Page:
Alex Salmond has said he would have had Nicola Sturgeon's top aide Liz Lloyd "a thousand miles" from being a senior advisor in his government had he still been First Minister during Covid.

The former First Minister and SNP leader turned on his successor and her then chief of staff  today while giving evidence to MPs holding an inquiry on working relationships between the Scottish and UK governments.

He said there was no policy of deletion when he was First Minister and that for him he even found emails too informal as a means of communicating government business when he was in office.

Mr Salmond, who now leads the Alba Party, was asked by Labour MP Michael Shanks how he would have led Scotland through the Covid pandemic had he been in office during the crisis.

At the hearing in the Commons, the Labour MP for Rutherglen and Hamilton West referred to Ms Lloyd's evidence to the UK Covid Inquiry last month and noted a Whatsapp message between her and Ms Sturgeon in which the advisor suggested having "a rammy" over the constitution with the UK Government regarding Covid funding.

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Mr Shanks said: "There was evidence given to the Covid inquiry, although not as much as there should have been, that senior advisors in the Sturgeon government saw it as an opportunity for a rammy on the constitution. 

"If you had been First Minister during the Covid pandemic would you have carried out government in the way the Sturgeon government [did]?"

Mr Salmond replied: "I would not have let that person anywhere near being a senior advisor. The person you are talking about is Liz Lloyd.

The Herald: Former First Minister Alex Salmond giving evidence today to the House of Commons' Scottish Affairs Committee.   Photo: PA.

"It struck me as one of the most revealing thing I saw [in her evidence to the UK Covid Inquiry] is amid all the missing Whatsapp messages one message which somehow managed to be miraculously saved was the one that referred to Boris Johnson as a 'expletive deletive clown'.

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"Now listen, your constituents, my old constituents, many people might agree with that. But I cannot believe the Covid relatives watching that inquiry wanted to hear that, or for that matter the Scottish Secretary [Alister Jack] addressing things in the way he did when giving evidence.

"The last thing relatives want to hear is what politicians think of each other, they want to hear about what they actually did in terms of addressing the thing.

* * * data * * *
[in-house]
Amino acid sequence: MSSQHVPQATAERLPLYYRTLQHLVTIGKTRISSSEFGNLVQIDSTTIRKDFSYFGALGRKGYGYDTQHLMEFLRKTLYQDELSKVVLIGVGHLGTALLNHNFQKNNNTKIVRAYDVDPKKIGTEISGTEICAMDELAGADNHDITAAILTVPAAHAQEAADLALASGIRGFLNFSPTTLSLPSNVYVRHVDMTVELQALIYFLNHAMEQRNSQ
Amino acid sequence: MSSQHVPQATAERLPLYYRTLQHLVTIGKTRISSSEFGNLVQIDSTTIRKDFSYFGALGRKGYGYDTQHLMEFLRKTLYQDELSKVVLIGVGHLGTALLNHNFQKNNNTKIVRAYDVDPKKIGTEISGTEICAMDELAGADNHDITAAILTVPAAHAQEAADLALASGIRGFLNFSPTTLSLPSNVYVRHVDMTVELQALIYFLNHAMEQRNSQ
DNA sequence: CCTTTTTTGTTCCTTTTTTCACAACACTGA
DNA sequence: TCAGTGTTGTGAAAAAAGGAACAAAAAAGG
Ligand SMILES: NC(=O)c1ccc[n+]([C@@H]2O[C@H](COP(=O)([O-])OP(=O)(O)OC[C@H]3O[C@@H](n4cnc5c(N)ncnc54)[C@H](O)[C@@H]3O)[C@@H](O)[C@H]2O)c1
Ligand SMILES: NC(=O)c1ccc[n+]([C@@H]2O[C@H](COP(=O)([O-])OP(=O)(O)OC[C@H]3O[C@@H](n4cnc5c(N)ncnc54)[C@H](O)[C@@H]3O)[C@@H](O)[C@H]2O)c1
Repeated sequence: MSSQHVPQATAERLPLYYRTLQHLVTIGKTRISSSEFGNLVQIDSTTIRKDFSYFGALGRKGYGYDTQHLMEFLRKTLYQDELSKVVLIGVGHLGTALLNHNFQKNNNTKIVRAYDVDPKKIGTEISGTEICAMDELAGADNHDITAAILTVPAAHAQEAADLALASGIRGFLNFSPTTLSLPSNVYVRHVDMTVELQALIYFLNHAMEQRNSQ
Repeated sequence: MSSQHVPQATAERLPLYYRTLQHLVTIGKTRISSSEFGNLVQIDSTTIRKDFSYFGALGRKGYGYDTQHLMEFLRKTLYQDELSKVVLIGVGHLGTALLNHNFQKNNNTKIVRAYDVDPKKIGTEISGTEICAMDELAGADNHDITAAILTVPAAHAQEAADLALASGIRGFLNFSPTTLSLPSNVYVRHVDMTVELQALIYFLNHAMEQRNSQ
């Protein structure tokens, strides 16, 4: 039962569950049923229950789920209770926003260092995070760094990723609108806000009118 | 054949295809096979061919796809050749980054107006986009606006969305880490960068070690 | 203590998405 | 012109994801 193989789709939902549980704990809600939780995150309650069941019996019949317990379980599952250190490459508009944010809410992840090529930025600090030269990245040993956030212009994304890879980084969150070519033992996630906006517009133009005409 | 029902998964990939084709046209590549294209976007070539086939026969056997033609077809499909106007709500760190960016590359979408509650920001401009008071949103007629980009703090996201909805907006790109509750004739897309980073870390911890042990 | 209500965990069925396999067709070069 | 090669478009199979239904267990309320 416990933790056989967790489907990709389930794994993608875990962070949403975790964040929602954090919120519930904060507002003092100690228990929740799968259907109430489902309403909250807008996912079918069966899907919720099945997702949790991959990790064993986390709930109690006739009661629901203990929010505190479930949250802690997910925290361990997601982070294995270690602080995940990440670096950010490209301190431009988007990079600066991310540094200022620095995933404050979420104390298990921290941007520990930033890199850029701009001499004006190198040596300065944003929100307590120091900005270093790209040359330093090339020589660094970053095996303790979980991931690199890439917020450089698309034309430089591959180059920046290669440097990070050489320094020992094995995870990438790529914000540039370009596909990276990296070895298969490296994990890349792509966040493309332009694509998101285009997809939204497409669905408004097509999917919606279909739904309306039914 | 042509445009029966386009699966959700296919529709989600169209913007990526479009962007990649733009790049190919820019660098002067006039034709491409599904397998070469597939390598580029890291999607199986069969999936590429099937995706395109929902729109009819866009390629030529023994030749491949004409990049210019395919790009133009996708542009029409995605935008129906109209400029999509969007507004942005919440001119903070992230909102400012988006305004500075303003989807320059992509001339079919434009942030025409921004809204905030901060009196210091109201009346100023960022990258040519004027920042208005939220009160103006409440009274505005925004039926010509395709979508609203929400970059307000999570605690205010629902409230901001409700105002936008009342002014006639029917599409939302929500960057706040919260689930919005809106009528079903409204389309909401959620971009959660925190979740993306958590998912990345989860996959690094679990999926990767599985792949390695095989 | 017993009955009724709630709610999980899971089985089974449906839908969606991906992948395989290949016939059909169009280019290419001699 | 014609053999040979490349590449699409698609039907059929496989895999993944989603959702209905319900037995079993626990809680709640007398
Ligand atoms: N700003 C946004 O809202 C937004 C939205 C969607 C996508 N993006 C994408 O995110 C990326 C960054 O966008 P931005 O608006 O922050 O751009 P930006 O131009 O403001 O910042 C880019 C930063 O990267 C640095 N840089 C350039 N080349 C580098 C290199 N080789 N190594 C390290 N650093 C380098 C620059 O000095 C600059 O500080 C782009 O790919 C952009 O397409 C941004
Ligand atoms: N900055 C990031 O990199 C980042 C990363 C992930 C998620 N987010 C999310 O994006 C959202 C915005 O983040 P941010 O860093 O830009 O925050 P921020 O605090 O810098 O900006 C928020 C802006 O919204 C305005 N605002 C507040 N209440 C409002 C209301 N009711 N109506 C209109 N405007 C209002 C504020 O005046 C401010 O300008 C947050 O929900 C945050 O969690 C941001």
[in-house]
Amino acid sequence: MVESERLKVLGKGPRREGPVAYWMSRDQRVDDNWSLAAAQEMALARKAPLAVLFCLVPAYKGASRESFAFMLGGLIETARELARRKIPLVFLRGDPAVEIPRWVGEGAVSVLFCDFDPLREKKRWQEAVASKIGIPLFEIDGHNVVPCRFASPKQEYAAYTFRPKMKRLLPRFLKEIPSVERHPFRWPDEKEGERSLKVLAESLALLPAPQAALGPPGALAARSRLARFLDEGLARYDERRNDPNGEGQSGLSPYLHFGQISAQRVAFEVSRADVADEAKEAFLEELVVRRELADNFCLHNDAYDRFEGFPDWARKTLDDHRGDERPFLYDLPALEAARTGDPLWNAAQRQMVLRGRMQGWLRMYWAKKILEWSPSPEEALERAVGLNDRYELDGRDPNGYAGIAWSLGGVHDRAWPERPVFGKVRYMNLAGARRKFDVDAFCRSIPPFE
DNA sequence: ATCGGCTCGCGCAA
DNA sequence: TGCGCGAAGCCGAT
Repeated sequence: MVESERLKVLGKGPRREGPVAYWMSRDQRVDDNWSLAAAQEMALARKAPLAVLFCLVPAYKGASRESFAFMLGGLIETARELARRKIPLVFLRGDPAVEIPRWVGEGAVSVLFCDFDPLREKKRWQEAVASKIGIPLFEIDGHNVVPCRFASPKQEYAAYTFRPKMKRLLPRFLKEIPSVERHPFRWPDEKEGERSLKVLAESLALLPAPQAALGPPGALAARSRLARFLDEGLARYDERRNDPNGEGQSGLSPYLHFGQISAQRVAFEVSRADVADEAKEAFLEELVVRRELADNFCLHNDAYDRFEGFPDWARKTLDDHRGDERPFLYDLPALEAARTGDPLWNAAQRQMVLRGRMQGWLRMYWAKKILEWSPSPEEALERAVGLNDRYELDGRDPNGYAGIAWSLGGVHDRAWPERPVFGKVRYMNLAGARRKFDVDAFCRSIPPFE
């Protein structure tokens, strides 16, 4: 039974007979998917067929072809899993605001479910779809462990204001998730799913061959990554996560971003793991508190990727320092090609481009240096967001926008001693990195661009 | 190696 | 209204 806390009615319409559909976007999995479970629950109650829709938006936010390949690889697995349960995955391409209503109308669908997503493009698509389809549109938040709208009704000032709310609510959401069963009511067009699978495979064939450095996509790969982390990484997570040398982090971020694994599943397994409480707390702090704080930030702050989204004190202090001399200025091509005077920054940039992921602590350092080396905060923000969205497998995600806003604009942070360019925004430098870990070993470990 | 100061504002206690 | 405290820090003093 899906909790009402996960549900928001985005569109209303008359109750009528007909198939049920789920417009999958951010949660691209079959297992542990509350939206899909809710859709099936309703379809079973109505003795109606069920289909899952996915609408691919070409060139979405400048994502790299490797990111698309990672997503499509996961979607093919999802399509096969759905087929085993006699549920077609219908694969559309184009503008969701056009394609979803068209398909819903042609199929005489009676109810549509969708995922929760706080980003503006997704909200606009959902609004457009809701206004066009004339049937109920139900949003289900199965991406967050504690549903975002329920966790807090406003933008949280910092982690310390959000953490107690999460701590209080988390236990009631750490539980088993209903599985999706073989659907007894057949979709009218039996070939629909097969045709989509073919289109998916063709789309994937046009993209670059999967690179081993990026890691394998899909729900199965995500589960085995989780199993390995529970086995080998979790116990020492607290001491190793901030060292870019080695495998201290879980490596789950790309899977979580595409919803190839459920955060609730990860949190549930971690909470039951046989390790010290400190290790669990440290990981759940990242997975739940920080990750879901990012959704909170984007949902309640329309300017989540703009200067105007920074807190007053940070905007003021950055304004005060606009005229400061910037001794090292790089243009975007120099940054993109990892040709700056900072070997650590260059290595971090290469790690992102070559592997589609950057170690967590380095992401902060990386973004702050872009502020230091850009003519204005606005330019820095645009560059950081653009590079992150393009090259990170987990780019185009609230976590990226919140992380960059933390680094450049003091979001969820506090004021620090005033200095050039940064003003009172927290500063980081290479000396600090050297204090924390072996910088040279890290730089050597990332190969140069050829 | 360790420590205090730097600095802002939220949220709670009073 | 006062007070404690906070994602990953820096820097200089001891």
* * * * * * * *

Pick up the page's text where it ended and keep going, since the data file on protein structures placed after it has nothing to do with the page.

"So, as far as that particular case is concerned, that particular person would have been 1000 miles from being a senior advisor."

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Mr Shanks then pressed Mr Salmond on whether he retained messages when he was First Minister and if he was surprised so few messages had been kept by the current government.

The former First Minister responded: "Well I was interested to hear that. Some people claim those practices date back to 2007 to delete messages, well that's the first I've heard of it.

"And I actually checked with Kenny MacAskill and Alex Neil who were ministers at the time whether they had heard of that policy and they both said they had not heard of it either."

He continued: "I conducted everything through my private office. Probably because I wasn't that electronically savvy. I think the first time I had Whatsapp was in 2017 or something like that, so it was a bit after I left office.

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"But I conducted everything through my private office or through personal contact or phone calls. I used to get annoyed at the informality of emails."

Mr Shanks then asked Mr Salmond to clarify what was the messages' retention policy when he was First Minister.

Mr Salmond said: "Well, there was no policy for deletion as I've already told you, and I was surprised to hear John Swinney and Nicola Sturgeon say that there was or they had been advised. 

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"And who knows maybe a civil servant did say that, not to my knowledge. There was certainly no policy in my administration for deletion of messages on the basis that we heard during the Covid inquiry.

"I myself did not use informal messaging at all because I felt I had a private office and that was what I should do.